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Q: The meaning of the term "making love"? ( Answered 5 out of 5 stars,   1 Comment )
Subject: The meaning of the term "making love"?
Category: Relationships and Society
Asked by: bob_b-ga
List Price: $5.00
Posted: 01 Nov 2002 18:02 PST
Expires: 01 Dec 2002 18:02 PST
Question ID: 96044
I would like to know about the evolution of the phrase "making love",
with an explanation of when and how it became the salacious phrase it
is today.
Subject: Re: The meaning of the term "making love"?
Answered By: justaskscott-ga on 01 Nov 2002 22:59 PST
Rated:5 out of 5 stars
I was surprised to learn that the phrase "making love" took on its
modern connotation only in the middle of the 20th century.

The Oxford English Dictionary apparently lists the first quotation for
its definition of "make love" as "to copulate" from 1950.

"SHAKSPER 2001: MND, OED, and making love", posting by Hardy M. Cook
SHAKSPER: The Global Electronic Shakespeare Conference

Likewise, The New Fowler's Modern English Usage states that:

"From its earliest use in the 16c. the phrase to make love (often
followed by to) meant simply 'to pay amorous attention (to)'. At some
point in the mid-20c. it came to have only the restricted and very
precise meaning 'to have sexual intercourse (with)', and the older
meaning was forced out."

"Love", The New Fowler's Modern English Usage, Oxford University Press

Another source indicates that the current meaning might be a little

"Peter Frewer's 'Mrs Grundy - Studies in English Prudery' just lists
the phrase as appearing with that meaning in the late nineteenth
century. Stuart Berg Flexner in "Speaking Freely" says the twentieth,
but again with no clear citation."

"The Making and Unmaking of Love", Mohammad Omar Farooq (Draft:
January 2001)
Homepage of Mohammad Omar Farooq

But it seems safer to say, based on the OED, that the current meaning
began to enter the language around 1950.

I have only an older version of the OED at home, so I cannot give you
the first documented quotation at the moment.  I have sent a request
to my fellow Researchers to see if they can cite the first (or any
subsequent) quotation from the OED; otherwise, I will go to a library
and look it up for you.

In the meantime, the impression I have is that the current meaning of
"make love" is formed on the model of the French "faire l'amour",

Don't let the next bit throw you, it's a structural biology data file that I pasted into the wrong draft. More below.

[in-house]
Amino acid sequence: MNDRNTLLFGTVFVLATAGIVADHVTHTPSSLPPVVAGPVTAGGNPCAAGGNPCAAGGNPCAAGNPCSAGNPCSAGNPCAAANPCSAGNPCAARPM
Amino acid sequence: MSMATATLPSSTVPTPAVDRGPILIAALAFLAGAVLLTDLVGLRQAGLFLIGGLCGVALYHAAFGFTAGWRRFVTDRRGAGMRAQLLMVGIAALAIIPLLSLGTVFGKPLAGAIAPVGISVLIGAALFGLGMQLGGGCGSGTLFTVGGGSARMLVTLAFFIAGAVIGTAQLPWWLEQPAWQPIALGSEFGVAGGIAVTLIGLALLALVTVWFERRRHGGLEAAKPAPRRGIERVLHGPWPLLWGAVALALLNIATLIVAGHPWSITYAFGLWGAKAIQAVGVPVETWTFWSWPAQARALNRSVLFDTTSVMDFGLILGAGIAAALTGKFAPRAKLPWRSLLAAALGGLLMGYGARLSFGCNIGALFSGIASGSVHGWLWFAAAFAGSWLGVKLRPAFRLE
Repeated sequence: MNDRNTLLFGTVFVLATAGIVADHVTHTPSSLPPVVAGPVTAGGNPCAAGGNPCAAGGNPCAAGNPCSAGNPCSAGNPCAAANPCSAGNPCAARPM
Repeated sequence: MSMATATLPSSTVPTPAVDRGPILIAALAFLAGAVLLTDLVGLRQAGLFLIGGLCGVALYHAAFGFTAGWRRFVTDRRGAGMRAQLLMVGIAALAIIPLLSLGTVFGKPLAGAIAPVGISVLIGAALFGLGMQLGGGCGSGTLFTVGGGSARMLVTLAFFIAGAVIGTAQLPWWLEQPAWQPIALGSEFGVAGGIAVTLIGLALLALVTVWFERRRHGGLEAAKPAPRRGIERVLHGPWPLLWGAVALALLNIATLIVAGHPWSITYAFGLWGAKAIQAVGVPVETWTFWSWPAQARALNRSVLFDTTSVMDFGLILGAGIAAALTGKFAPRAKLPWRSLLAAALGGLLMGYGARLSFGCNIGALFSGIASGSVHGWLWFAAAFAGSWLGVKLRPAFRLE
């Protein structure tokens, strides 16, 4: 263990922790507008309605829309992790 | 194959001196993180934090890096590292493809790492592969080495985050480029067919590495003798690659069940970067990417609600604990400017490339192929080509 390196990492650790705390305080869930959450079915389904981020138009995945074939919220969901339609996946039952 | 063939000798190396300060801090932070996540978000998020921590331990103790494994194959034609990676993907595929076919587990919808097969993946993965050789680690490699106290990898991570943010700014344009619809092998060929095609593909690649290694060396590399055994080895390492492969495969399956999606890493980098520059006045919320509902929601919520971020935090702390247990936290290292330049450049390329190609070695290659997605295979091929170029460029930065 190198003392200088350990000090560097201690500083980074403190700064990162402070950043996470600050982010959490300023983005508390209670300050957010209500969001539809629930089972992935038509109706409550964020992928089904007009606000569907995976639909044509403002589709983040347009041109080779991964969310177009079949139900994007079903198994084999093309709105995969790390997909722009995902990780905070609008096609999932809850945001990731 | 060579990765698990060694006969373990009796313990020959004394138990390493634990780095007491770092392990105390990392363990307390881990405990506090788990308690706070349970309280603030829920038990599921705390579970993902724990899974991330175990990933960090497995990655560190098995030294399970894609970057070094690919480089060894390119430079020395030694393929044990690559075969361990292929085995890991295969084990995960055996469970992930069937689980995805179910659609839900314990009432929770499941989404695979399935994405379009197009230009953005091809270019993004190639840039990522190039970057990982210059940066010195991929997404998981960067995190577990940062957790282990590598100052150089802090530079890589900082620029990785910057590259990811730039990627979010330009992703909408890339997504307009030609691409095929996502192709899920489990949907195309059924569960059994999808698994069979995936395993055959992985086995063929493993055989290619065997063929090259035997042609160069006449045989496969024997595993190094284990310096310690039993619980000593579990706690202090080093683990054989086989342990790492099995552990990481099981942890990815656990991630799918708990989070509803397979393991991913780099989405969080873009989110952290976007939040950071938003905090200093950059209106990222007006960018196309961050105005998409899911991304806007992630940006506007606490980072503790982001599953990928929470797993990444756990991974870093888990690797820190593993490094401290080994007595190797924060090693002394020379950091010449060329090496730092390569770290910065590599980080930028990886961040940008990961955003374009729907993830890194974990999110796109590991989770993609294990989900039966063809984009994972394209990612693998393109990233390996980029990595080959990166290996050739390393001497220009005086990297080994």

which has longer had a sexual meaning, much as the term "paramour"
entered the English language as what we would now call a "lover".

"Many Taboo Words" [fifth paragraph]
Katholische Universität Eichstätt: Sprach- und
Literaturwissenschaftliche Fakultät

I'll get back to you shortly with the OED quotation(s).

- justaskscott-ga

Search terms used, in various combinations, on Google, Google Groups,
and other search engines:

"make love"
"making love"
"oxford english dictionary"

Clarification of Answer by justaskscott-ga on 02 Nov 2002 00:49 PST
A fellow Researcher (thanks, juggler-ga!) has provided me with the
entry from the online OED.  The entry defines "to make love" as "to
pay amorous attention; now more usually, to copulate. [After F. faire
l'amour or It. far l'amore.]"

The OED's first recorded use of "to make love" in the modern sense is:
"1950 M. PEAKE Gormenghast xxix. 173 One of the Carvers made love to
her and she had a baby."  (The OED's next quotation in that sense of
the phrase is from 1967, by which time, it seems, the current meaning
was fairly well-established, as reflected by the popular slogan, "Make
love, not war.")
bob_b-ga rated this answer:5 out of 5 stars
Thanks for the research!

Subject: Re: The meaning of the term "making love"?
From: oldirv-ga on 10 Nov 2002 23:37 PST
Perhaps somewhere in this picture is the verb "to make" as a synonym
for seduce. I can recall a humorous book that came out in the early
1940s with the (at that time quite bawdy) title, "Let's Make Mary."


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